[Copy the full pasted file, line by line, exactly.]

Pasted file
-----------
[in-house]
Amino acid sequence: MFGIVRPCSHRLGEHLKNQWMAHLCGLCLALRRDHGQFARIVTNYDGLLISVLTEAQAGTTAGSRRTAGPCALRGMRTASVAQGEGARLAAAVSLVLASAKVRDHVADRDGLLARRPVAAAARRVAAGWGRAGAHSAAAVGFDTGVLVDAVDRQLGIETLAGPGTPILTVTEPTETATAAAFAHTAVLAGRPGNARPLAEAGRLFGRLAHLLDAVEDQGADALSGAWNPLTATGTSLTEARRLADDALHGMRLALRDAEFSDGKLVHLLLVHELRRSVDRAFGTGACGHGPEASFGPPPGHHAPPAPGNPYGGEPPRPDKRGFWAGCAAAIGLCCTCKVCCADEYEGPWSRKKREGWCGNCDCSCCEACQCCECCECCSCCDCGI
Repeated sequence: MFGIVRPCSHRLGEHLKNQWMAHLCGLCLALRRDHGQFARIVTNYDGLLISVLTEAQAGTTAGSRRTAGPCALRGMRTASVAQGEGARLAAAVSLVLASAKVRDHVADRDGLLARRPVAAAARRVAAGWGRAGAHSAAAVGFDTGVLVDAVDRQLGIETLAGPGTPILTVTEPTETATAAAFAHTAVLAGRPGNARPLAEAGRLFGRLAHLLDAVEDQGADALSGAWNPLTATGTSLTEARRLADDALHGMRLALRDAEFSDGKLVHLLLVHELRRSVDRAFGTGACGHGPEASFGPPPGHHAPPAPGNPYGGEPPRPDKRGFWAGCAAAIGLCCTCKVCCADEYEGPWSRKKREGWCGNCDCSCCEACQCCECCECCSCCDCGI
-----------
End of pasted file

[in-house]
Amino acid sequence: MFGIVRPCSHRLGEHLKNQWMAHLCGLCLALRRDHGQFARIVTNYDGLLISVLTEAQAGTTAGSRRTAGPCALRGMRTASVAQGEGARLAAAVSLVLASAKVRDHVADRDGLLARRPVAAAARRVAAGWGRAGAHSAAAVGFDTGVLVDAVDRQLGIETLAGPGTPILTVTEPTETATAAAFAHTAVLAGRPGNARPLAEAGRLFGRLAHLLDAVEDQGADALSGAWNPLTATGTSLTEARRLADDALHGMRLALRDAEFSDGKLVHLLLVHELRRSVDRAFGTGACGHGPEASFGPPPGHHAPPAPGNPYGGEPPRPDKRGFWAGCAAAIGLCCTCKVCCADEYEGPWSRKKREGWCGNCDCSCCEACQCCECCECCSCCDCGI
Repeated sequence: MFGIVRPCSHRLGEHLKNQWMAHLCGLCLALRRDHGQFARIVTNYDGLLISVLTEAQAGTTAGSRRTAGPCALRGMRTASVAQGEGARLAAAVSLVLASAKVRDHVADRDGLLARRPVAAAARRVAAGWGRAGAHSAAAVGFDTGVLVDAVDRQLGIETLAGPGTPILTVTEPTETATAAAFAHTAVLAGRPGNARPLAEAGRLFGRLAHLLDAVEDQGADALSGAWNPLTATGTSLTEARRLADDALHGMRLALRDAEFSDGKLVHLLLVHELRRSVDRAFGTGACGHGPEASFGPPPGHHAPPAPGNPYGGEPPRPDKRGFWAGCAAAIGLCCTCKVCCADEYEGPWSRKKREGWCGNCDCSCCEACQCCECCECCSCCDCGI